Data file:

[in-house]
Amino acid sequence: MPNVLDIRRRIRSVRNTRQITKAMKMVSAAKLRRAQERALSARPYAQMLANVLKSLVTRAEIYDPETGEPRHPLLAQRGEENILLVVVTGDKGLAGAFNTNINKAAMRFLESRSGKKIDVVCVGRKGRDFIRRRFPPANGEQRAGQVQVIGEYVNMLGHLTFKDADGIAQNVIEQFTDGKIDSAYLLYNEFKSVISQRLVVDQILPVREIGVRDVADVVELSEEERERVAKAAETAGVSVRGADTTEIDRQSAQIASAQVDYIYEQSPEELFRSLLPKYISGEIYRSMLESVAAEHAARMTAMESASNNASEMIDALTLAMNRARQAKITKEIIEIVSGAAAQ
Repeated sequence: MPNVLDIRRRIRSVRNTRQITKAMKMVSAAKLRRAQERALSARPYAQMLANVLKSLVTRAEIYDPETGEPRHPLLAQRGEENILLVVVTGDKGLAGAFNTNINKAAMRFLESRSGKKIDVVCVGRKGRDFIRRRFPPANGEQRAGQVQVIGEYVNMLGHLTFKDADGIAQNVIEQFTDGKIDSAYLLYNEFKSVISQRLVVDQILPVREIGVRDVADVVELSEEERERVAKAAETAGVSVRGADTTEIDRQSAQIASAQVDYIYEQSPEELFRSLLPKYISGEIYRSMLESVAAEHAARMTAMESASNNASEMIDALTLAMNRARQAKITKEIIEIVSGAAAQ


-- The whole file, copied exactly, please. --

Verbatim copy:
[in-house]
Amino acid sequence: MPNVLDIRRRIRSVRNTRQITKAMKMVSAAKLRRAQERALSARPYAQMLANVLKSLVTRAEIYDPETGEPRHPLLAQRGEENILLVVVTGDKGLAGAFNTNINKAAMRFLESRSGKKIDVVCVGRKGRDFIRRRFPPANGEQRAGQVQVIGEYVNMLGHLTFKDADGIAQNVIEQFTDGKIDSAYLLYNEFKSVISQRLVVDQILPVREIGVRDVADVVELSEEERERVAKAAETAGVSVRGADTTEIDRQSAQIASAQVDYIYEQSPEELFRSLLPKYISGEIYRSMLESVAAEHAARMTAMESASNNASEMIDALTLAMNRARQAKITKEIIEIVSGAAAQ
Repeated sequence: MPNVLDIRRRIRSVRNTRQITKAMKMVSAAKLRRAQERALSARPYAQMLANVLKSLVTRAEIYDPETGEPRHPLLAQRGEENILLVVVTGDKGLAGAFNTNINKAAMRFLESRSGKKIDVVCVGRKGRDFIRRRFPPANGEQRAGQVQVIGEYVNMLGHLTFKDADGIAQNVIEQFTDGKIDSAYLLYNEFKSVISQRLVVDQILPVREIGVRDVADVVELSEEERERVAKAAETAGVSVRGADTTEIDRQSAQIASAQVDYIYEQSPEELFRSLLPKYISGEIYRSMLESVAAEHAARMTAMESASNNASEMIDALTLAMNRARQAKITKEIIEIVSGAAAQ